A briefing paper has been published in the House of Commons, entitled Managing The Deceased. The paper looks at how those unfortunate enough to fall victim to the Coronavirus will be dealt with.
Acknowledging that people will die as a consequence of the Covid-19 pandemic, the Government has stated that it wants to ensure the deceased are treated with the utmost respect and dignity and that the current procedures in relation to death and stillbirth registration and management are modified to enable this and to protect public health.
The relevant measures in the Bill are stated to take account of the fact that families who have lost loved ones may be self-isolating, and that there may be reduced capacity to register and manage deaths as a result of pandemic-related sickness absence.
The Bill would:
- expand the list of people who can register a death;
- enable a death to be registered without the informant attending in person;
- amend who can sign a medical certificate of cause of death, enabling a doctor who may not have seen the deceased to certify the cause of death without the death being referred to the coroner;
- relax the requirement, in England and Wales, for a death to be reported to the coroner if the certifying doctor has not seen the deceased after death or within 14 days before death, so that the death need not be reported to the coroner if a doctor, and not just the one certifying the cause of death, has seen the deceased after death or within an extended period of 28 days before death;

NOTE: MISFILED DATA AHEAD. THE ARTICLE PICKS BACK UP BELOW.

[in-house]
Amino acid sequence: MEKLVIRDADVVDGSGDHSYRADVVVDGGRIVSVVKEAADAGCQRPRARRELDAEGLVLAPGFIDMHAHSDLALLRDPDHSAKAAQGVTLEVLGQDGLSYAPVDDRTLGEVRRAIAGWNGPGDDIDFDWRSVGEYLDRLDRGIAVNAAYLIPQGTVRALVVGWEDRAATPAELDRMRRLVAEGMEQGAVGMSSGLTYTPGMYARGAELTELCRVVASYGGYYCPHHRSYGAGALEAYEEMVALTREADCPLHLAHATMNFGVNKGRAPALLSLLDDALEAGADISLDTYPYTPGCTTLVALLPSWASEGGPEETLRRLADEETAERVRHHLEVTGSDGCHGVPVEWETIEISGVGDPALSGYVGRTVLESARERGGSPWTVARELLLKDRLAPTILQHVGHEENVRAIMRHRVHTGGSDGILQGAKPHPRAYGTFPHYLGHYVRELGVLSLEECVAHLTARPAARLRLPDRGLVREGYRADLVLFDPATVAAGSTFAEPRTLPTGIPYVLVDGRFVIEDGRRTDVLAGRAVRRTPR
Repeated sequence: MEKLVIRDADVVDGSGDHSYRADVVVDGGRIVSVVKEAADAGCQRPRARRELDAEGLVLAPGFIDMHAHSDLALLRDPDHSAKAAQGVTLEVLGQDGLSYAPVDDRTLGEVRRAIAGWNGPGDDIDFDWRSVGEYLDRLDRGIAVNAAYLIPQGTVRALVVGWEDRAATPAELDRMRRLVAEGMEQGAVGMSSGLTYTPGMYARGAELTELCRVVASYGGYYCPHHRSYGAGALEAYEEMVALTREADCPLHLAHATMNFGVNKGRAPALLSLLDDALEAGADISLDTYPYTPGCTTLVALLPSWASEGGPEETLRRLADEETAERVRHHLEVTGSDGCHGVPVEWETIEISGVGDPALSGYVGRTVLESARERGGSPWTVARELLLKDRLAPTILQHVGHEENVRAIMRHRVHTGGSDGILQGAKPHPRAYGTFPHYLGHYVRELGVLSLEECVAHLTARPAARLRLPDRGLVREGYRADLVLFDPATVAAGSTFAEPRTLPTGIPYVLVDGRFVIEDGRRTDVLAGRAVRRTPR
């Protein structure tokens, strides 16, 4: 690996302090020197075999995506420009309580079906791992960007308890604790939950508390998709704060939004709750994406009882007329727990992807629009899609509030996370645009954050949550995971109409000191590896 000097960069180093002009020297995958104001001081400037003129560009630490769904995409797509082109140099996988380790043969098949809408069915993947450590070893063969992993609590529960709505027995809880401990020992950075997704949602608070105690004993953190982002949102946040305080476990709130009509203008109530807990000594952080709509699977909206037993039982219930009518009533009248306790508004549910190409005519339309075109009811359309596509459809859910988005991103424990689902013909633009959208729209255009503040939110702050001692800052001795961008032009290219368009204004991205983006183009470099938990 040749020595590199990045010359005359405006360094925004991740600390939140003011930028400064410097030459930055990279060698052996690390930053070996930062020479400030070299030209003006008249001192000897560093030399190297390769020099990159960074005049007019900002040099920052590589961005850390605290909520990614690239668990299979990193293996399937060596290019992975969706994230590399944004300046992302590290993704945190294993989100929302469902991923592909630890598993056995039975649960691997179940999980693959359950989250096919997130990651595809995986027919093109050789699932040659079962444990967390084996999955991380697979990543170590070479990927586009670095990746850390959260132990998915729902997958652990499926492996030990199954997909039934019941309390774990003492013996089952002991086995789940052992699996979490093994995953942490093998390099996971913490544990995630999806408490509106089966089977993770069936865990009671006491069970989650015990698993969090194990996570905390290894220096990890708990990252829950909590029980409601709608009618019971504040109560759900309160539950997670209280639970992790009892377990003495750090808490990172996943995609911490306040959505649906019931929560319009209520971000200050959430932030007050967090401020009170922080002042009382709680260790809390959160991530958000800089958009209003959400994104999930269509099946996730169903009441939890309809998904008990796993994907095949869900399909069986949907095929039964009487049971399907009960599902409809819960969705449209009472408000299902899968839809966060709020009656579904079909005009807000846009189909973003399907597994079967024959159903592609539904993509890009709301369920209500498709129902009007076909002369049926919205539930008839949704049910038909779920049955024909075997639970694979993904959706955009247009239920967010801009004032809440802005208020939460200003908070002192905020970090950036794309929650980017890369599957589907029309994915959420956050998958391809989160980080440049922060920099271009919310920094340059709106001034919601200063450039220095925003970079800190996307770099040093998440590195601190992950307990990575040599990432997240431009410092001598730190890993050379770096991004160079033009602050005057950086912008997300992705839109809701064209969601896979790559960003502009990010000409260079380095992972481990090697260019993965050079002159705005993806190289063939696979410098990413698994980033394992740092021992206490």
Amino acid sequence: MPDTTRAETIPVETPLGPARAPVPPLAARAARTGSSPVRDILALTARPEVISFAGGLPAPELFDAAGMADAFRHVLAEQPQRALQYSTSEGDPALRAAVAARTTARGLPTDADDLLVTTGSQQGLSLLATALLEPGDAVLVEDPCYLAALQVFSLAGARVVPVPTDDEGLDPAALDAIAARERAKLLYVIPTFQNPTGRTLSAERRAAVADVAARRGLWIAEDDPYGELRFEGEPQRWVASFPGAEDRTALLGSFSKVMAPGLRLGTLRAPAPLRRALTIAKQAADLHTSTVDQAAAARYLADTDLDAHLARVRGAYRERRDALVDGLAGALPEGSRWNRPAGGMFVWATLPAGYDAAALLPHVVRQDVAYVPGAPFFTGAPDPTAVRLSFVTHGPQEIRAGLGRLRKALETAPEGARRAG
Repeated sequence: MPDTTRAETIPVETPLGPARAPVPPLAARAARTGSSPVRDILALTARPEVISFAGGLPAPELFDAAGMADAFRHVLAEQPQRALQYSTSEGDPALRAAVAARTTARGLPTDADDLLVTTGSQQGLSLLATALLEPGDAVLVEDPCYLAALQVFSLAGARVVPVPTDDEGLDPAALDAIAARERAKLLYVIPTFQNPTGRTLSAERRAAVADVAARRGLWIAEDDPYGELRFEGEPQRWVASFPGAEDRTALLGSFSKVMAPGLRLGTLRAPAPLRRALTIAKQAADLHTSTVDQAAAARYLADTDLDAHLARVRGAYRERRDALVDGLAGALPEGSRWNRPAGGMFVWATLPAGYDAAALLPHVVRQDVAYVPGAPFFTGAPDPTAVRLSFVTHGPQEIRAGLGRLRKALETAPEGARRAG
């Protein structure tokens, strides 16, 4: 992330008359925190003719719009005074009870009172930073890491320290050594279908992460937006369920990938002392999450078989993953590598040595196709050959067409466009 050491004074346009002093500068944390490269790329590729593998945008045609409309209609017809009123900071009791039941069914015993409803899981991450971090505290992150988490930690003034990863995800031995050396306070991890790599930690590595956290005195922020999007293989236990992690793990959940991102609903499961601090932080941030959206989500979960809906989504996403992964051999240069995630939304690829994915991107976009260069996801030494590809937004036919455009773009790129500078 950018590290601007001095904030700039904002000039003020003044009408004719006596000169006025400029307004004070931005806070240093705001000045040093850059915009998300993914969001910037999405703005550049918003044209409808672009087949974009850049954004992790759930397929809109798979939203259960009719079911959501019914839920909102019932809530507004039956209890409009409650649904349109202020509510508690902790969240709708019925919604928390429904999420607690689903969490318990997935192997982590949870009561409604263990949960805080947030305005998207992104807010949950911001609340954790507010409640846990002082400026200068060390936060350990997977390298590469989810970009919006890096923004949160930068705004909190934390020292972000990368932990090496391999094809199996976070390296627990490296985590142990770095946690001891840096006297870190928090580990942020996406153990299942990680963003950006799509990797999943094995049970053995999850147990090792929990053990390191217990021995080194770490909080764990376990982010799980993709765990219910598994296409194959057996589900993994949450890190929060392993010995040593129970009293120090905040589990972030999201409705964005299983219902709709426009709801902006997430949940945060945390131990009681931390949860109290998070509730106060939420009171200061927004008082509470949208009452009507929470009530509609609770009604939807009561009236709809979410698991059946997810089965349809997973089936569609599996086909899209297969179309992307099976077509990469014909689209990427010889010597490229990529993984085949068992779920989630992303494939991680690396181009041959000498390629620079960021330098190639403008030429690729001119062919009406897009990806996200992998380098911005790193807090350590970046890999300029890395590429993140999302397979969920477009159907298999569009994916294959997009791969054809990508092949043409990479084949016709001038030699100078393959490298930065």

- remove the requirement in Northern Ireland that a death from natural illness or disease must be notified to the coroner if the deceased had not been seen or treated by a registered doctor within 28 days prior to the death;
- streamline the registration of a stillbirth (Northern Ireland);
- enable documents that currently have to be physically presented in connection with death registration to be transmitted electronically or by other means;
- remove the need for a second confirmatory medical certificate in order for a cremation to take place in England and Wales and Northern Ireland;
- provide a power, for Scottish Ministers, by direction, to suspend the review of certain medical certificates of cause of death;
- enable Scottish Ministers to suspend provisions relating to the collection of ashes;
- provide that for the purposes of inquests, Covid-19 is not a notifiable disease, meaning that the coroner would not be required to sit with a jury;
- confer powers to facilitate the transportation, storage and disposal of dead bodies and human remains.